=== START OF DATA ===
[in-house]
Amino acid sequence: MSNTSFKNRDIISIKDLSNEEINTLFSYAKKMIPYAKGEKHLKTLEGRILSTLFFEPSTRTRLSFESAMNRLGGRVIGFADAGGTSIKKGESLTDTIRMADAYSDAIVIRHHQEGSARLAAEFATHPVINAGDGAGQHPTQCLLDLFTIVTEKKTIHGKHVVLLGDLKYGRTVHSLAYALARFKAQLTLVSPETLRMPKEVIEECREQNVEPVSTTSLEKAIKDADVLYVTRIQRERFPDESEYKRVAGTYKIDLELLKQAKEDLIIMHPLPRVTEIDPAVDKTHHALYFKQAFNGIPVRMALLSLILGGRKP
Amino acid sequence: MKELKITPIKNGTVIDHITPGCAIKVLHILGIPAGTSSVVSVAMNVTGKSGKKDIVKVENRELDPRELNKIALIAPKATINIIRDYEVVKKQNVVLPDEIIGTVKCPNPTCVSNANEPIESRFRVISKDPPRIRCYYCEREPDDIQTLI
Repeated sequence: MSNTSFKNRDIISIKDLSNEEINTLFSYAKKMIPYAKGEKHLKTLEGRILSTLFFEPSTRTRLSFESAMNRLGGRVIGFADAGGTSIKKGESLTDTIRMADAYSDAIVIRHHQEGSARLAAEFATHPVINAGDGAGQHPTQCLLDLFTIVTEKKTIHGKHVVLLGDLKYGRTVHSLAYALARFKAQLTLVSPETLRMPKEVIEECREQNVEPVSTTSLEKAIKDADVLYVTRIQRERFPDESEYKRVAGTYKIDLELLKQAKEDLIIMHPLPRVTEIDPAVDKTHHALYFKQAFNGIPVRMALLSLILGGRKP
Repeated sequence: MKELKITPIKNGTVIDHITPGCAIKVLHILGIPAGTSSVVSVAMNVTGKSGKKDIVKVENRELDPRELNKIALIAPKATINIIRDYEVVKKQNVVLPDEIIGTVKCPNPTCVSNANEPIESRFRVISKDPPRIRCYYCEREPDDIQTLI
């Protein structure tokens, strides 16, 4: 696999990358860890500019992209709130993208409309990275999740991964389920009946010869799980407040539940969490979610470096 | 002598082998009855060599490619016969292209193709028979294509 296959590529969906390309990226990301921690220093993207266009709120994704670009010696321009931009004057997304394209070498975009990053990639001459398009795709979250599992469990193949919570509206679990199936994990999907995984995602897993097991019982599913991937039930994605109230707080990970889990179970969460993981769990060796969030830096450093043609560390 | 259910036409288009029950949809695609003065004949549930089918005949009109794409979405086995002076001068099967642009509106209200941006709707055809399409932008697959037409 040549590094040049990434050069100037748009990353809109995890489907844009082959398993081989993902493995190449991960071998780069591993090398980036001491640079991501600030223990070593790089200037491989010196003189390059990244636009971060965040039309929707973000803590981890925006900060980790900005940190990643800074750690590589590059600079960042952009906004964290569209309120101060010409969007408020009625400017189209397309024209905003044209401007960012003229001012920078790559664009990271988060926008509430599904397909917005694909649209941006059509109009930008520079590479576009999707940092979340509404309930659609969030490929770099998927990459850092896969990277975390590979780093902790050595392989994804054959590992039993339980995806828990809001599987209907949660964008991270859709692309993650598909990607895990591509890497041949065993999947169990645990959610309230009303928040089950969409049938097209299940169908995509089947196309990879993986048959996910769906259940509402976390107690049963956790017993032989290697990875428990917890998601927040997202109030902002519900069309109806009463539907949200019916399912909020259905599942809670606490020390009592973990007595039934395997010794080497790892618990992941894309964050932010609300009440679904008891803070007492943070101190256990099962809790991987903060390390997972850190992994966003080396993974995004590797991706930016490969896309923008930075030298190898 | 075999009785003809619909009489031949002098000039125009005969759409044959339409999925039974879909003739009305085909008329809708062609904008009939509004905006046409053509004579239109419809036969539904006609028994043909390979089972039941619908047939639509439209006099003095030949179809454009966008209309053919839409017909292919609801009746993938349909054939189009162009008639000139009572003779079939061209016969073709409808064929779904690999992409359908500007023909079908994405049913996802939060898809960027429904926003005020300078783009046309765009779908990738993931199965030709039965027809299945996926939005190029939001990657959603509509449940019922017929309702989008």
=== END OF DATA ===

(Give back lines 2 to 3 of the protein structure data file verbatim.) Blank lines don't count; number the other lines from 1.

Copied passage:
Amino acid sequence: MSNTSFKNRDIISIKDLSNEEINTLFSYAKKMIPYAKGEKHLKTLEGRILSTLFFEPSTRTRLSFESAMNRLGGRVIGFADAGGTSIKKGESLTDTIRMADAYSDAIVIRHHQEGSARLAAEFATHPVINAGDGAGQHPTQCLLDLFTIVTEKKTIHGKHVVLLGDLKYGRTVHSLAYALARFKAQLTLVSPETLRMPKEVIEECREQNVEPVSTTSLEKAIKDADVLYVTRIQRERFPDESEYKRVAGTYKIDLELLKQAKEDLIIMHPLPRVTEIDPAVDKTHHALYFKQAFNGIPVRMALLSLILGGRKP
Amino acid sequence: MKELKITPIKNGTVIDHITPGCAIKVLHILGIPAGTSSVVSVAMNVTGKSGKKDIVKVENRELDPRELNKIALIAPKATINIIRDYEVVKKQNVVLPDEIIGTVKCPNPTCVSNANEPIESRFRVISKDPPRIRCYYCEREPDDIQTLI